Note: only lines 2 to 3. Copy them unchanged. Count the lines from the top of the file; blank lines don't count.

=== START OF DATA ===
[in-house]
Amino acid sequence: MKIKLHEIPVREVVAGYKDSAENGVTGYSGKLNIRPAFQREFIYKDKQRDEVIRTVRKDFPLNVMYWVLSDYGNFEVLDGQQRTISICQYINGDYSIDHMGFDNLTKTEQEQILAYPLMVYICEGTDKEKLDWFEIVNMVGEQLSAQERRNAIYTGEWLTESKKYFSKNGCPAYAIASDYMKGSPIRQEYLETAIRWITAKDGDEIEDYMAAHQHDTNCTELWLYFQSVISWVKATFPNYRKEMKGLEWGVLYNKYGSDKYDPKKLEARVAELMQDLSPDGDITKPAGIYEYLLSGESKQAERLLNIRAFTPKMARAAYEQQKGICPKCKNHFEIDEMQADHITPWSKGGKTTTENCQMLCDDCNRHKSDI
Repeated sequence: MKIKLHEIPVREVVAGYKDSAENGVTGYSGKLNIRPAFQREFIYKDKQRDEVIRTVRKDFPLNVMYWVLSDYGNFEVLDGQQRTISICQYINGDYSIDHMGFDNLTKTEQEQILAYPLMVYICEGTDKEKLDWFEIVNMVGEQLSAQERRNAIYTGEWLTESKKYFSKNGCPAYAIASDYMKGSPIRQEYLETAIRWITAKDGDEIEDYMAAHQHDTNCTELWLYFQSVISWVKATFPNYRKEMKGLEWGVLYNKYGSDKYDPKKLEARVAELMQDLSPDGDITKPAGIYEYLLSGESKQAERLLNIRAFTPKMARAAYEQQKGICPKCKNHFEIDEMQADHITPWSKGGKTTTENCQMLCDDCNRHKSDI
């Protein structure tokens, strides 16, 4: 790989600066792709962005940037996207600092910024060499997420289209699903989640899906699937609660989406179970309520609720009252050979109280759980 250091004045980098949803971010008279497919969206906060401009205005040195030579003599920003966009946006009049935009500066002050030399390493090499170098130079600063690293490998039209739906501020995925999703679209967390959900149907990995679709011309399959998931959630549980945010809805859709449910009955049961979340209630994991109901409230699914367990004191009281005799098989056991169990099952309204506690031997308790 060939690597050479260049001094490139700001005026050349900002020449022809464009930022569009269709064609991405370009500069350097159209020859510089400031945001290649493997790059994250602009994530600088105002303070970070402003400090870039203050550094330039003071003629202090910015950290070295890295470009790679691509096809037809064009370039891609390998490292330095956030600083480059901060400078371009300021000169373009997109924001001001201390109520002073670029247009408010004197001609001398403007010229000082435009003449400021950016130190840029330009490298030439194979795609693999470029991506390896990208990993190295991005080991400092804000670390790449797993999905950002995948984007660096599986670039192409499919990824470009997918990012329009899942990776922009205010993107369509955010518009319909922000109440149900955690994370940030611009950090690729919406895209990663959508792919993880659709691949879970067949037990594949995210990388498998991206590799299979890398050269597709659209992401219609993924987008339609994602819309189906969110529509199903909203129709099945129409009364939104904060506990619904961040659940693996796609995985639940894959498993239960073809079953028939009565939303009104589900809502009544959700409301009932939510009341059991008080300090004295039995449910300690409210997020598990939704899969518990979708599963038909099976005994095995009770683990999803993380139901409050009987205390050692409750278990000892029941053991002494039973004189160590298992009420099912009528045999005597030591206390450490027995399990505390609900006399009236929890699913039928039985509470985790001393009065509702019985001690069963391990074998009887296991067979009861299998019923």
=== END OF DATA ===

Amino acid sequence: MKIKLHEIPVREVVAGYKDSAENGVTGYSGKLNIRPAFQREFIYKDKQRDEVIRTVRKDFPLNVMYWVLSDYGNFEVLDGQQRTISICQYINGDYSIDHMGFDNLTKTEQEQILAYPLMVYICEGTDKEKLDWFEIVNMVGEQLSAQERRNAIYTGEWLTESKKYFSKNGCPAYAIASDYMKGSPIRQEYLETAIRWITAKDGDEIEDYMAAHQHDTNCTELWLYFQSVISWVKATFPNYRKEMKGLEWGVLYNKYGSDKYDPKKLEARVAELMQDLSPDGDITKPAGIYEYLLSGESKQAERLLNIRAFTPKMARAAYEQQKGICPKCKNHFEIDEMQADHITPWSKGGKTTTENCQMLCDDCNRHKSDI
Repeated sequence: MKIKLHEIPVREVVAGYKDSAENGVTGYSGKLNIRPAFQREFIYKDKQRDEVIRTVRKDFPLNVMYWVLSDYGNFEVLDGQQRTISICQYINGDYSIDHMGFDNLTKTEQEQILAYPLMVYICEGTDKEKLDWFEIVNMVGEQLSAQERRNAIYTGEWLTESKKYFSKNGCPAYAIASDYMKGSPIRQEYLETAIRWITAKDGDEIEDYMAAHQHDTNCTELWLYFQSVISWVKATFPNYRKEMKGLEWGVLYNKYGSDKYDPKKLEARVAELMQDLSPDGDITKPAGIYEYLLSGESKQAERLLNIRAFTPKMARAAYEQQKGICPKCKNHFEIDEMQADHITPWSKGGKTTTENCQMLCDDCNRHKSDI